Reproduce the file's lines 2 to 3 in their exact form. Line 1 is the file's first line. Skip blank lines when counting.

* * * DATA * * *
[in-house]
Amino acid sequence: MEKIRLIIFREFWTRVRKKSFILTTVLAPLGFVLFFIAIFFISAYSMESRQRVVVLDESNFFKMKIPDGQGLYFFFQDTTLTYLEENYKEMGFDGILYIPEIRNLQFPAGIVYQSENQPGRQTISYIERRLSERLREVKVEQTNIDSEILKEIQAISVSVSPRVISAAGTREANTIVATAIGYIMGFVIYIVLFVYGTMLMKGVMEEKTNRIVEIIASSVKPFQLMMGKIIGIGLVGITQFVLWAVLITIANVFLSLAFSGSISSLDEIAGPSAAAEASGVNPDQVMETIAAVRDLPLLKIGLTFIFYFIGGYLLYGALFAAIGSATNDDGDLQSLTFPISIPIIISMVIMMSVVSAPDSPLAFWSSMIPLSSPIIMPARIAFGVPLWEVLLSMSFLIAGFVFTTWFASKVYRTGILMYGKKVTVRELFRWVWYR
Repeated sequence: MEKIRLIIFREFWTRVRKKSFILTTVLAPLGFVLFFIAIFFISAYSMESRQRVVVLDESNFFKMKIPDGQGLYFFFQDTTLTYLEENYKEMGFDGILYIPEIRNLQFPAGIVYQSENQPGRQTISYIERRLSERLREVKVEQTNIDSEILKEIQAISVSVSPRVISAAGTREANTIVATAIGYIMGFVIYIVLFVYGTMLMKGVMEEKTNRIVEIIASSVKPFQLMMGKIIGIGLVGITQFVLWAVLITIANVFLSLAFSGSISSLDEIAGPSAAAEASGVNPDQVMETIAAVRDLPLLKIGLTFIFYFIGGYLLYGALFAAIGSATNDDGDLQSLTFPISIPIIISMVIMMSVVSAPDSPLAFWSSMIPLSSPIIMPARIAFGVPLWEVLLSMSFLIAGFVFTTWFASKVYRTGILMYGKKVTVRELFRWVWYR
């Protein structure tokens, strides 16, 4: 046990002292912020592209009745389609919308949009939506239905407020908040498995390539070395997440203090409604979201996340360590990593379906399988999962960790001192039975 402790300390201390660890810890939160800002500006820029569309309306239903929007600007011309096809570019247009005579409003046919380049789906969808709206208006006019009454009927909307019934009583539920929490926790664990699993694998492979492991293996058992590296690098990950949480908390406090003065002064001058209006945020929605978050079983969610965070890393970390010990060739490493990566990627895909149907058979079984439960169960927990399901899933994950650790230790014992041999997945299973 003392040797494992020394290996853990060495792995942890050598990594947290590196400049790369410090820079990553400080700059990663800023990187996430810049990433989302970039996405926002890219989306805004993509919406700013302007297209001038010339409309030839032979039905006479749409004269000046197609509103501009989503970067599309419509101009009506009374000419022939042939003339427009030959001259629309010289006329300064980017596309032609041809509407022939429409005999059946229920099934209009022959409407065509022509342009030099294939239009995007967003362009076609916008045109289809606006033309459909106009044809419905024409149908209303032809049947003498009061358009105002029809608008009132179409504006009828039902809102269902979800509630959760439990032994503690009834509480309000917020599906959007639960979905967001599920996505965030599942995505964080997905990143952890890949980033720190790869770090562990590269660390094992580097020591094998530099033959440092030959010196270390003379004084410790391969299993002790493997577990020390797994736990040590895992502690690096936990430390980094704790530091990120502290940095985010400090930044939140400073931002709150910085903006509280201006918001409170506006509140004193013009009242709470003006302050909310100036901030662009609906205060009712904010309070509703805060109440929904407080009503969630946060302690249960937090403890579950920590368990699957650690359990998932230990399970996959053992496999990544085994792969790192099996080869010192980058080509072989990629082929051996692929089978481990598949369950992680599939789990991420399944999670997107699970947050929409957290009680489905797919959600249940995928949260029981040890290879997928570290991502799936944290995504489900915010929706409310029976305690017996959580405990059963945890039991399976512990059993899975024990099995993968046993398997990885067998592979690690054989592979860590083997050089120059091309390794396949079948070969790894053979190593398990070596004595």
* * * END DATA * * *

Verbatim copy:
Amino acid sequence: MEKIRLIIFREFWTRVRKKSFILTTVLAPLGFVLFFIAIFFISAYSMESRQRVVVLDESNFFKMKIPDGQGLYFFFQDTTLTYLEENYKEMGFDGILYIPEIRNLQFPAGIVYQSENQPGRQTISYIERRLSERLREVKVEQTNIDSEILKEIQAISVSVSPRVISAAGTREANTIVATAIGYIMGFVIYIVLFVYGTMLMKGVMEEKTNRIVEIIASSVKPFQLMMGKIIGIGLVGITQFVLWAVLITIANVFLSLAFSGSISSLDEIAGPSAAAEASGVNPDQVMETIAAVRDLPLLKIGLTFIFYFIGGYLLYGALFAAIGSATNDDGDLQSLTFPISIPIIISMVIMMSVVSAPDSPLAFWSSMIPLSSPIIMPARIAFGVPLWEVLLSMSFLIAGFVFTTWFASKVYRTGILMYGKKVTVRELFRWVWYR
Repeated sequence: MEKIRLIIFREFWTRVRKKSFILTTVLAPLGFVLFFIAIFFISAYSMESRQRVVVLDESNFFKMKIPDGQGLYFFFQDTTLTYLEENYKEMGFDGILYIPEIRNLQFPAGIVYQSENQPGRQTISYIERRLSERLREVKVEQTNIDSEILKEIQAISVSVSPRVISAAGTREANTIVATAIGYIMGFVIYIVLFVYGTMLMKGVMEEKTNRIVEIIASSVKPFQLMMGKIIGIGLVGITQFVLWAVLITIANVFLSLAFSGSISSLDEIAGPSAAAEASGVNPDQVMETIAAVRDLPLLKIGLTFIFYFIGGYLLYGALFAAIGSATNDDGDLQSLTFPISIPIIISMVIMMSVVSAPDSPLAFWSSMIPLSSPIIMPARIAFGVPLWEVLLSMSFLIAGFVFTTWFASKVYRTGILMYGKKVTVRELFRWVWYR